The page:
𝒍𝒏𝑺𝒂𝒍𝒆𝒊𝒕 = 𝛽0 + 𝛽1 𝑙𝑛 𝐾𝑖𝑡 + 𝛽2 𝑙𝑛 𝐿𝑖𝑡 + 𝛽3 𝑙𝑛 𝑀𝑖𝑡 + 𝛽4 𝑁𝑜_𝐶𝑢𝑠𝑖𝑡 + 𝛽5 𝑨𝒅_𝑵𝒐𝒊𝒕 + 𝛽6 𝑨𝒅_𝑴𝒆𝒂𝒏𝒊𝒕 + 𝛽7 𝑨𝒅_𝑴𝒆𝒂𝒏𝒊𝒕 ∗ 𝑨𝒅_𝑵𝒐𝒊𝒕 + 𝛼𝑖 + µ𝑡 + 𝑒𝑟 + 𝑢𝑜 + 𝜀𝑖𝑟𝑜𝑡 Finally, among SMEs with advertisement, we examine the impact of advertising cost and means of advertisement on market expansion. (Eq.3) 𝒍𝒏𝑺𝒂𝒍𝒆𝒊𝒕 = 𝛽0 + 𝛽1 𝑙𝑛 𝐾𝑖𝑡 + 𝛽2 𝑙𝑛 𝐿𝑖𝑡 + 𝛽3 𝑙𝑛 𝑀𝑖𝑡 + 𝛽4 𝑁𝑜_𝐶𝑢𝑠𝑖𝑡 + 𝛽5 𝒍𝒏𝑨𝒅𝑪𝒐𝒔𝒕𝒊𝒕 + 𝛽6 𝑨𝒅_𝑵𝒐𝒊𝒋𝒕 + 𝛽7 𝑨𝒅_𝑴𝒆𝒂𝒏𝒊𝒕 + 𝛽8 𝑨𝒅_𝑴𝒆𝒂𝒏𝒊𝒕 ∗ 𝑨𝒅_𝑵𝒐𝒊𝒕 + 𝛼𝑖 + µ𝑡 + 𝑒𝑟 + 𝑢𝑜 + 𝜀𝑖𝑟𝑜𝑡 Variable description is given in the table below: 𝑙𝑛𝑆𝑎𝑙𝑒𝑖𝑡
Independent variable Log of sales of firm i in year t as a proxy of firm expansion
Capital/ Log of fixed asset of firm i in year t
Number of employees of firm i in year t
Raw materials of firm i in year t
Number of customers, ranging from 1 through 5 in response with five levels: Exclusively one customer (1), 2-5 customers (2), 6-10 customers (3), 11-20 customers (4), Over 20 customers (5)
Equals 1 if firm with advertising and 0 otherwise
Log of advertising expense of firm i in year t
Type of advertising used by firm i in year t. There are 7 types: (1) on street posters, (2) door-to-door information material, (3) in
newspapers/yellow pages, (4) in the radio, (5) In TV, (6) On the Internet, and (7) through trade fair 𝐴𝑑_𝑁𝑜𝑖𝑡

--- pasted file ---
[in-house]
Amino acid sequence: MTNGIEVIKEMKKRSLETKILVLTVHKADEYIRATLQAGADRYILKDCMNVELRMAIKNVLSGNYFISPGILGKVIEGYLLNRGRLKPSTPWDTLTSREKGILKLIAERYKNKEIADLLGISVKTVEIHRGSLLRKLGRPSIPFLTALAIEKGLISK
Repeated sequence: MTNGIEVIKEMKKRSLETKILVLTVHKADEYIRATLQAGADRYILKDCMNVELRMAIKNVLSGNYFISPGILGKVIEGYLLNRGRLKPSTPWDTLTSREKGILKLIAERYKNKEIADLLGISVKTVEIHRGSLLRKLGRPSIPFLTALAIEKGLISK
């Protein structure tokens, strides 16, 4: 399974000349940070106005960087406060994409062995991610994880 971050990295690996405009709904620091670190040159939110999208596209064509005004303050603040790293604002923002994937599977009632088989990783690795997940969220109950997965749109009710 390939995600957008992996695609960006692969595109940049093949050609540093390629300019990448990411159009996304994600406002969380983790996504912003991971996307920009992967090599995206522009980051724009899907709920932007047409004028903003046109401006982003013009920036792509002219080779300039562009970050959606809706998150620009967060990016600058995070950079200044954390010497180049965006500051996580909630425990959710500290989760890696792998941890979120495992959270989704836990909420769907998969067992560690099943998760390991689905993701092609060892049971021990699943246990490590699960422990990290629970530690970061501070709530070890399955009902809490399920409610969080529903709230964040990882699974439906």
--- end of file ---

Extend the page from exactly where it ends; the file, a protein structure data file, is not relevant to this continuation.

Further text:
Number of advertising means used by firm i in year t, ranging from 1 through 7
∗ 𝐴𝑑_𝑁𝑜𝑖𝑡 𝛼𝑖 , µ𝑡 , 𝑒𝑟, 𝑢𝑜 , 𝜀𝑖𝑟𝑜𝑡
Idiosyncratic error terms of firm fixed effect, time, region, firm ownership, and general residual
The within fixed effects estimations controlling time, region, and ownership dummies will be used. In accordance with SMEs’ expansion, market-share, sales, sales growth and profit growth have been infrequently used as the proxy measuring enlargement level of SMEs. Because for any business, promoting sales and penetrating market are the most important goals which lead firms to continuously develop their products’ quality as well as innovation. And marketing strategy is considered as the essential tool in gaining sales from existing customers (Barness, Coutlton, Dickson, Dransfield S., Saunders, & Shaw, 2000). In this paper, we use sales growth to assess extension of SMEs thanks to the availability of the data, which is the dependent variable in our model. As mentioned in the above, our main explanatory variable is SMEs’ marketing strategy which is measured by 3 categories including advertising cost, number of advertising channels used of SMEs and type of advertising channels used. The other independent variables used in this studies are based on previous empirical researches. 4. Empirical results